Reviews for Soft Rain : A Story of the Cherokee Trail of Tears


Booklist Monthly Selections - #1 August 1998
Gr. 4^-7. The historical facts are authentic in this docu-novel about the forced march west of the Cherokee from their home in North Carolina in 1838, but the writing is flat, with idealized characters, a contrived subplot, and purposive bits of culture and history patched on to the story. All of young Soft Rain's family members are perfectly strong, gentle, and brave, both before the removal and on the march. What will hold readers is the personal drama of the terror from the child's point of view: the white soldiers' invasion of her home, the separation of her family, the brutal roundups, then the long, bitter journey from home. ((Reviewed August 1998)) Copyright 2000 Booklist Reviews

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Kirkus Reviews 1998 August #2
Cornelissen (Music in the Wood, 1995, etc.) relates a tragic chapter of American history, the removal of the Tsalagi, or Cherokee, from their land in North Carolina and their march westward to Oklahoma, as seen by a nine-year-old Tsalagi girl. Soft Rain is informed at school one day of the removal of her people; in no time, soldiers barge into her home and break apart her family. She and her mother are taken to a stench-filled stockade, where the white man's sickness quickly kills her cousin and best friend, Green Fern. Soft Rain is a strong and sympathetic character, as well as a good storyteller, evoking the harsh winters, hunger, and rage that are part of her journey, as are her experiences with the kindness of strangers. Among the rousing details in the narration are Soft Rain's whispers to a soldier through the fence to get information, her worries over the uktena, or horned snake, when crossing the river, and her silent huddling with her brother under a blanket in the pouring rain. Such particulars enlighten readers, even as the characters themselves transform a sorrowful story of adversity into a tale of human resilience. (bibliography) (Fiction. 8-12) Copyright 1998 Kirkus Reviews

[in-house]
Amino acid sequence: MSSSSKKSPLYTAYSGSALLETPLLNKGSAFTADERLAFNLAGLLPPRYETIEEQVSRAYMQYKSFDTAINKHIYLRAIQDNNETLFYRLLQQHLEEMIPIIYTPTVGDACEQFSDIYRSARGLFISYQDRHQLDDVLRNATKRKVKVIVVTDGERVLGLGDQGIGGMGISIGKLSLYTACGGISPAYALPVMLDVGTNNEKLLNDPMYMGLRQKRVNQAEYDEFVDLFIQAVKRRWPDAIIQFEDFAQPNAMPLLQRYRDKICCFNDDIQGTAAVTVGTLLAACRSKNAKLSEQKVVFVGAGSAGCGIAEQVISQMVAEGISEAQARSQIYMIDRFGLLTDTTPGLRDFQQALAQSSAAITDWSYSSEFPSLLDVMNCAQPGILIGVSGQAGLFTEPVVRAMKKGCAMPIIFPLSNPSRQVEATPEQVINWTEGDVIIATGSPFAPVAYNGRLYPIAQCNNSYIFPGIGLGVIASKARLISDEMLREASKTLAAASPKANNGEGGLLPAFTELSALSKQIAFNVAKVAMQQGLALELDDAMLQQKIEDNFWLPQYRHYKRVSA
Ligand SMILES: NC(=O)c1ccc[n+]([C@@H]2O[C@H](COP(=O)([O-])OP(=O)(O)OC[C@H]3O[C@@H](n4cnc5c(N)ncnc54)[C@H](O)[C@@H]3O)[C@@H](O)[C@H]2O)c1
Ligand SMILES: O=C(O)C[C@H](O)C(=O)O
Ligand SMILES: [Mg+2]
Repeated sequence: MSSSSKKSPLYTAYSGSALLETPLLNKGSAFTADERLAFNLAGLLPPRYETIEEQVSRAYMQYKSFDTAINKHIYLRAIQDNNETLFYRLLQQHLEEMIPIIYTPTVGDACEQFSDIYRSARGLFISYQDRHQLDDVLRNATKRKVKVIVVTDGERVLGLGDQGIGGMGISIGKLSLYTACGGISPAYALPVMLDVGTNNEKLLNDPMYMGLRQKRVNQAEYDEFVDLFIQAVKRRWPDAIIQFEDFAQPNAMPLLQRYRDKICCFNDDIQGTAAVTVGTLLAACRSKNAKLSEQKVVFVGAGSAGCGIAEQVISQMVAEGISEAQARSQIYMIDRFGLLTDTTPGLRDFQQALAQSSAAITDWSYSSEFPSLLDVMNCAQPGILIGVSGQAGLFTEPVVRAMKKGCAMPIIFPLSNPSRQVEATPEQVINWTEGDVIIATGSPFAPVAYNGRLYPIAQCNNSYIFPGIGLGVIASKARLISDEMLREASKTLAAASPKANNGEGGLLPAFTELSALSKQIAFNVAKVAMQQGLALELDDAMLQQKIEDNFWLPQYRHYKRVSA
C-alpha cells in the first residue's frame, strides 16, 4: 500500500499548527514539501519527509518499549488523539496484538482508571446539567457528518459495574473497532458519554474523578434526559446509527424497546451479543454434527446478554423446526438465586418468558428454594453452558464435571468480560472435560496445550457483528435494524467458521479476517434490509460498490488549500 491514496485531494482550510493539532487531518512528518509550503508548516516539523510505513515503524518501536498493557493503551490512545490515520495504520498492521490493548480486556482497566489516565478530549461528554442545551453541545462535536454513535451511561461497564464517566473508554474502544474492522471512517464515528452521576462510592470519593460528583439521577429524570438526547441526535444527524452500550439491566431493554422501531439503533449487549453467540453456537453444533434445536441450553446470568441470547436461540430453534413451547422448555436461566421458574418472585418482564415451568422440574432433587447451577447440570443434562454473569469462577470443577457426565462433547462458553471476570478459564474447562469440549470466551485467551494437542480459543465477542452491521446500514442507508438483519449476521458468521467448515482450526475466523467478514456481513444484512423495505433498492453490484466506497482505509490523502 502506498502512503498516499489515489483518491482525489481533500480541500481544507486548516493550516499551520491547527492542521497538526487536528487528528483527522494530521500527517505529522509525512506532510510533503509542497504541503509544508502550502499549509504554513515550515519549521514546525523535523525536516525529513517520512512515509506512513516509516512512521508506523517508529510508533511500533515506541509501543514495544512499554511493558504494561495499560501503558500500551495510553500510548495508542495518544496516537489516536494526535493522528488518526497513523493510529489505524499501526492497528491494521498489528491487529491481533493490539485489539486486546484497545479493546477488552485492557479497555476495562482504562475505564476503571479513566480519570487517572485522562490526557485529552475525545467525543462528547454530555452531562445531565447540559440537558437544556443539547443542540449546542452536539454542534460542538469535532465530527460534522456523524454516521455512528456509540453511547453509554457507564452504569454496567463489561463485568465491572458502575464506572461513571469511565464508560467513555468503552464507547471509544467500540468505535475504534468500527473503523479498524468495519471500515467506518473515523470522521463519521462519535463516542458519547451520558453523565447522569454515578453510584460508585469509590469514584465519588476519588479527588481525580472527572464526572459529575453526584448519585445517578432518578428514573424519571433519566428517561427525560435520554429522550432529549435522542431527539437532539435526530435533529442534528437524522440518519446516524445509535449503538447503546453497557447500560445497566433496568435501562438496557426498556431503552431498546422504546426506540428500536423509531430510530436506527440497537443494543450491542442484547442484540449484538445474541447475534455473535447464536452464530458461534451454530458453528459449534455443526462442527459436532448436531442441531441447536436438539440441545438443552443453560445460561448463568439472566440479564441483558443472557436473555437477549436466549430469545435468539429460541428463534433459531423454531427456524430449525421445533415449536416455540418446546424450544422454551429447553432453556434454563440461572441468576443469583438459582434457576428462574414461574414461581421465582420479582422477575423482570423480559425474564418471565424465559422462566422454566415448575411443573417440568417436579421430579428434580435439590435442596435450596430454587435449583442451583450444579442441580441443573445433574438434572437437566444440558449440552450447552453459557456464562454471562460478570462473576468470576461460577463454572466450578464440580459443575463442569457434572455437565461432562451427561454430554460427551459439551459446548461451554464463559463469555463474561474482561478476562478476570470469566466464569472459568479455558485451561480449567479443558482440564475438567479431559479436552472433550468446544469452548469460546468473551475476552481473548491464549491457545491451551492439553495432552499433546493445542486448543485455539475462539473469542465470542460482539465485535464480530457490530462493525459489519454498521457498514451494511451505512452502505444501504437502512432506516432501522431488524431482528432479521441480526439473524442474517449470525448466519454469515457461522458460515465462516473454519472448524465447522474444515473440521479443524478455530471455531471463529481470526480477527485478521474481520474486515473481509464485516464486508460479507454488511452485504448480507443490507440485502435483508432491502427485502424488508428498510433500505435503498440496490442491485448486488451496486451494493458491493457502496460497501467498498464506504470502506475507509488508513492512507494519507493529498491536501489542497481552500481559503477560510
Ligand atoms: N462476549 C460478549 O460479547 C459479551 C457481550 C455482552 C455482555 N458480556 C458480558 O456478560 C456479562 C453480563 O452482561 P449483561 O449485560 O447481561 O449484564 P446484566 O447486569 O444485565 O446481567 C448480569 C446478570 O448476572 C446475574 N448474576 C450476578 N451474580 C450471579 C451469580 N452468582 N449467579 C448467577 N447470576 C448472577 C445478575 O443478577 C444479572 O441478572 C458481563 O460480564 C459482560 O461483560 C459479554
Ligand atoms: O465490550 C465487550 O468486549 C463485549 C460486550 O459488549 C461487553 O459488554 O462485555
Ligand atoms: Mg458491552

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Publishers Weekly Reviews 1999 December #1
In what PW called "an eye-opening introduction to a painful period of American history," a Cherokee girl recounts the hardships of 1838 leading up to and including the journey along the Trail of Tears. Ages 8-12. (Nov.) Copyright 1999 Cahners Business Information.

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School Library Journal Reviews 1998 October
Gr 3-5-In the spring of 1838, nine-year-old Soft Rain learns that there will be no more school for the Cherokee children in her North Carolina community. The Tsalagi (as the tribal members refer to themselves) have signed a treaty with the white men and will be moving to new lands in the West. A short time later, soldiers abruptly force Soft Rain and her mother from their home, abandoning the girl's blind grandmother, her dog, and her father and brother out working in the fields. They follow the Trail of Tears, the path taken by 18,000 Cherokee traveling from stockaded holding areas across rivers, valleys, and mountains. Hungry, exhausted, and often ill from the white man's disease, some 4000 people died during the migration. But Soft Rain's story ends more happily; she and her mother miraculously meet up with her father, brother, and an uncle. The author makes clear the hardships these Native Americans endured and the injustice of their exile, but her protagonist remains remarkably positive. Because she has been relatively unaffected, readers may be, too. At one point the grandmother tells a story; at that moment, the book becomes more than just the record of a trip but a glimpse of a disappearing culture. However, there aren't enough of these stories to bring readers closer to this girl and her world. Still, this novel is a readable version of a shameful episode in U.S. history and may find use as a supplement to social studies units.-Kathleen Isaacs, Edmund Burke School, Washington, DC Copyright 1998 School Library Journal Reviews

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